Confidence among U.S. homebuilders unexpectedly fell for a second month in March, a sign the residential real-estate market will take time to strengthen.
The National Association of Home Builders/Wells Fargo index of builder confidence dropped by 2 points to 44 this month, due to a decrease in the measure of current sales, a report from the Washington-based group showed today. The median forecast in a Bloomberg survey called for a gain to 47. Readings below 50 mean more respondents said conditions were poor.
“In addition to tight credit and below-price appraisals, homebuilding is beginning to suffer growth pains as the infrastructure that supports it tries to re-establish itself,” David Crowe, chief economist at the builders association, said in a statement. “The road to a housing recovery will be a bumpy one until these issues are addressed, but in the meantime, builders are much more optimistic today than they were at this time last year.”
The group’s gauges of the sales outlook for the next six months and traffic of prospective buyers improved this month, reflecting stable property values, mortgage rates close to all- time lows and job gains. Limited inventories and resilient sales are benefiting builders including PulteGroup Inc. and Lennar Corp., showing housing will contribute to economic growth this year after emerging as a bright spot in 2012.
The builders’ index compares with a reading of 28 in March 2012. Estimates of the 41 economists in the Bloomberg survey ranged from 46 to 49. The index, first published in January 1985, averaged 54 in the five years leading to the recession that began in December 2007. It reached a record low of 8 in January 2009.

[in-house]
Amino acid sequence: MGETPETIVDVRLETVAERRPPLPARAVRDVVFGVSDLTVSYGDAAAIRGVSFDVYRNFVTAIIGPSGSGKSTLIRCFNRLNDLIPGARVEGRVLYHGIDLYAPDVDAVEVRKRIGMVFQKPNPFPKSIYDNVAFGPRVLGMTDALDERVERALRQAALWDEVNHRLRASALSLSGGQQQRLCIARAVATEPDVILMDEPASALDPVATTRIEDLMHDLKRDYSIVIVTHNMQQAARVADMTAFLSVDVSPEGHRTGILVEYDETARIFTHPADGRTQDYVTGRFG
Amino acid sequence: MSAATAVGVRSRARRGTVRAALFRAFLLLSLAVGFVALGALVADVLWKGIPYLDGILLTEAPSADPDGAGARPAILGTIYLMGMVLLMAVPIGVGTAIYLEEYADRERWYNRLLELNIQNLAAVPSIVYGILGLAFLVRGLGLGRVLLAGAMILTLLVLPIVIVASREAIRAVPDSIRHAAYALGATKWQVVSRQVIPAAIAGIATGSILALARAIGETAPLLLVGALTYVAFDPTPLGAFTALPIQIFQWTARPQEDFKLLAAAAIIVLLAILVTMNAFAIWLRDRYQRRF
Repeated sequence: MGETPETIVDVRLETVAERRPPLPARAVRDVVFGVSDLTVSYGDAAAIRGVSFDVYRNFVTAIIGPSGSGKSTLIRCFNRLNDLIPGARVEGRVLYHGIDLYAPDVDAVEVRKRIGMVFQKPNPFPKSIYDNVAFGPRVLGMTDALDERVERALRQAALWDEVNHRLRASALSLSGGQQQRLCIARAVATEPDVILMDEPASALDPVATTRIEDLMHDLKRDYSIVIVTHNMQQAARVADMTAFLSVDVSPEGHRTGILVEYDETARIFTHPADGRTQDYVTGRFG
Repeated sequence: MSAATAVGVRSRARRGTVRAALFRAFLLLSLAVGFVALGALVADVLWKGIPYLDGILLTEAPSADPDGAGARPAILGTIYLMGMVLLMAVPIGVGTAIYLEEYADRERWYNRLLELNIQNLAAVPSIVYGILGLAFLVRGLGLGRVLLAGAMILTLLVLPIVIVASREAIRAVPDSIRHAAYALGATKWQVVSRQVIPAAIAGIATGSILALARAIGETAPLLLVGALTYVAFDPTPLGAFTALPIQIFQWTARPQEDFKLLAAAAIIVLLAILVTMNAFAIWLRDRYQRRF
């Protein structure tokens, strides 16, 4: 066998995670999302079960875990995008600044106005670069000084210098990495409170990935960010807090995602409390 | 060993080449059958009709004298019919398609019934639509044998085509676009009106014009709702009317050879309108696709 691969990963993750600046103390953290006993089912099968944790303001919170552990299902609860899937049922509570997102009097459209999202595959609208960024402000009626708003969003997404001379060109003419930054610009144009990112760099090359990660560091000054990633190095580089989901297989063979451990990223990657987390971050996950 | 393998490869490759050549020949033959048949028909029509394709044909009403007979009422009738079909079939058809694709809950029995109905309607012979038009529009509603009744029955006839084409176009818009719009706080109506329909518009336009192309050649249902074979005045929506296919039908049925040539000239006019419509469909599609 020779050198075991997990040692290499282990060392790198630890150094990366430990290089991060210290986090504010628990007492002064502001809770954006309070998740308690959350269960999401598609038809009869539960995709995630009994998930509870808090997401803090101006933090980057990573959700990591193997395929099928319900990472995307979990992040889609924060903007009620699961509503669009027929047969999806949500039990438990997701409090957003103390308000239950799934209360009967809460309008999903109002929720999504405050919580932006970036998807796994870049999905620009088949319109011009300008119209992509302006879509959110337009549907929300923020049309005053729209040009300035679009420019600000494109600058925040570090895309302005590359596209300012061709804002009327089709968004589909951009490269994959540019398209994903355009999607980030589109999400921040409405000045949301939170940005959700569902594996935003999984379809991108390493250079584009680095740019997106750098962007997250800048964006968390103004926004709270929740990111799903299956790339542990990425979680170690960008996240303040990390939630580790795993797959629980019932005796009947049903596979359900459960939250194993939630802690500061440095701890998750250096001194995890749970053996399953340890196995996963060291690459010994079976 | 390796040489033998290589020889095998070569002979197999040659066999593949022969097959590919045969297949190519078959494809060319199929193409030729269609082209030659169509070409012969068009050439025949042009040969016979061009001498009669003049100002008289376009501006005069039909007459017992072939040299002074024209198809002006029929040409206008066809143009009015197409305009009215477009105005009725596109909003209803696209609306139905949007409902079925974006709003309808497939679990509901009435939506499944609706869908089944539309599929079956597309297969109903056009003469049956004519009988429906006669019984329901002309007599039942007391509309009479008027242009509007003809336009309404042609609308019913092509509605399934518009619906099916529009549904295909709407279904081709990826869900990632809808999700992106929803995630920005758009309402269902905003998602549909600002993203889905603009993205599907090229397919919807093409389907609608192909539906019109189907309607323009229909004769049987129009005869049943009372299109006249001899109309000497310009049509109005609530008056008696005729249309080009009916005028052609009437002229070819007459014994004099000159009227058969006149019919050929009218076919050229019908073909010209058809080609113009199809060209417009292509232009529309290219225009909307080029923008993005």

The builders group’s index of present single-family home sales fell to a five-month low of 47 in March from 51. A measure of sales expectations for the next six months climbed to 51 from 50. The gauge of buyer traffic advanced to 35 from 32.
“Although many of our members are reporting increased demand for new homes in their markets, their enthusiasm is being tempered by frustrating bottlenecks in the supply chain for developed lots, along with rising costs for building materials and labor,” Rick Judson, the association’s chairman and a builder from Charlotte, North Carolina, said in a statement.
The confidence survey asks builders to characterize sales as “good,” “fair” or “poor” and to gauge prospective buyers’ traffic. It also asks participants to gauge the outlook for the next six months.